It takes a little intelligence to enjoy humor,satire & wit, but none to be offended by it.

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    Some of the stuff people are selling as technology ranks right up there with the deer whistle. Technology is expensive and takes years to develop but when you get it right you've got it. If that Smart Truck guy has a system measuring other things that are happening at the same time the outrigger is up you might be ok (doubt it) Most of the safe aerials get their safety from being overbuilt, the truck weighs about 80,000# and if you can get it where it has to be rock and roll. RC1 was asking about safety, when you did your research how did you address safety? I find that after 10 years of selling aerials safety is not a big deal, the number one question I get asked is "how much water can she flow"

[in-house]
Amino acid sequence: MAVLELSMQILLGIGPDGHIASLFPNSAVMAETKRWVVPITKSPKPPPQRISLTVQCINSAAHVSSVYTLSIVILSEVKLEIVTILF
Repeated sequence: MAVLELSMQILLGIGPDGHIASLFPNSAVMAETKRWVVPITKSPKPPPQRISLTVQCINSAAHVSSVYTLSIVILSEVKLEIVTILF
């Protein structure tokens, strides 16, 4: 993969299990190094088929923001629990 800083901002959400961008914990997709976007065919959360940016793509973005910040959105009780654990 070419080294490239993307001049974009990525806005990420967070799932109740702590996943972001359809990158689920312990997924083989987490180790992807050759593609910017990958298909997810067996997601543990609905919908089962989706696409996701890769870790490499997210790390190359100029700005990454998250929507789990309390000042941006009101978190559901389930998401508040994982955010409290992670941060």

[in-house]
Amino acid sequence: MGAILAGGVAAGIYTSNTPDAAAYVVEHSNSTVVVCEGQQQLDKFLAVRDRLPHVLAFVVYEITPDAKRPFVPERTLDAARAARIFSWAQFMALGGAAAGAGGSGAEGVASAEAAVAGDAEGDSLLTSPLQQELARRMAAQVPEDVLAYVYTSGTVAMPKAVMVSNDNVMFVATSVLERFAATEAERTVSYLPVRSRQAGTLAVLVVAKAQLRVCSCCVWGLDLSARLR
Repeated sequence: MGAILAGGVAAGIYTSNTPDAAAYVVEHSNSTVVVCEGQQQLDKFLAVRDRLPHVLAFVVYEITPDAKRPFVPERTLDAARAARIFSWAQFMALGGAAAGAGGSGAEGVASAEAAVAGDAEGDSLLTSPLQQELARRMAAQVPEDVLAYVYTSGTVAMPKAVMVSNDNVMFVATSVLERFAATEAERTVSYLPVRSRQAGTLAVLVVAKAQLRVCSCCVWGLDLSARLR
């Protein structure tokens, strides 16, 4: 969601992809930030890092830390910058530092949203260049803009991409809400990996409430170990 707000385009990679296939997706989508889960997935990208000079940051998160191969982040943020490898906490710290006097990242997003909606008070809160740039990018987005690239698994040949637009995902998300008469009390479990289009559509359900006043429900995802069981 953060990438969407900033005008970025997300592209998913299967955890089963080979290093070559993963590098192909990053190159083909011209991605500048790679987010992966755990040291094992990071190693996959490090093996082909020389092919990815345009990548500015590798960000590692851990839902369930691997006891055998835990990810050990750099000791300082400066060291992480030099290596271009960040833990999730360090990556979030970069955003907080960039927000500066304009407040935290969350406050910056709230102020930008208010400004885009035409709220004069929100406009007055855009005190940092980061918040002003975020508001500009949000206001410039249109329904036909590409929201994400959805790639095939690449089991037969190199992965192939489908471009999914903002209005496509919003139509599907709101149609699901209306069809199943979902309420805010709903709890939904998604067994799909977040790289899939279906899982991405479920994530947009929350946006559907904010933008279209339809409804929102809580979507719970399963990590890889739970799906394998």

The unfortunate accident in Kilgore could have been prevented with a relatively inexpensive piece of equipment which could be "stand alone". I think these are the kind of things we should be discussing on the forum.

    I will admit I was glad when they started putting beer in Aluminum cans it hurt when somebody slapped you in the head with a steel can.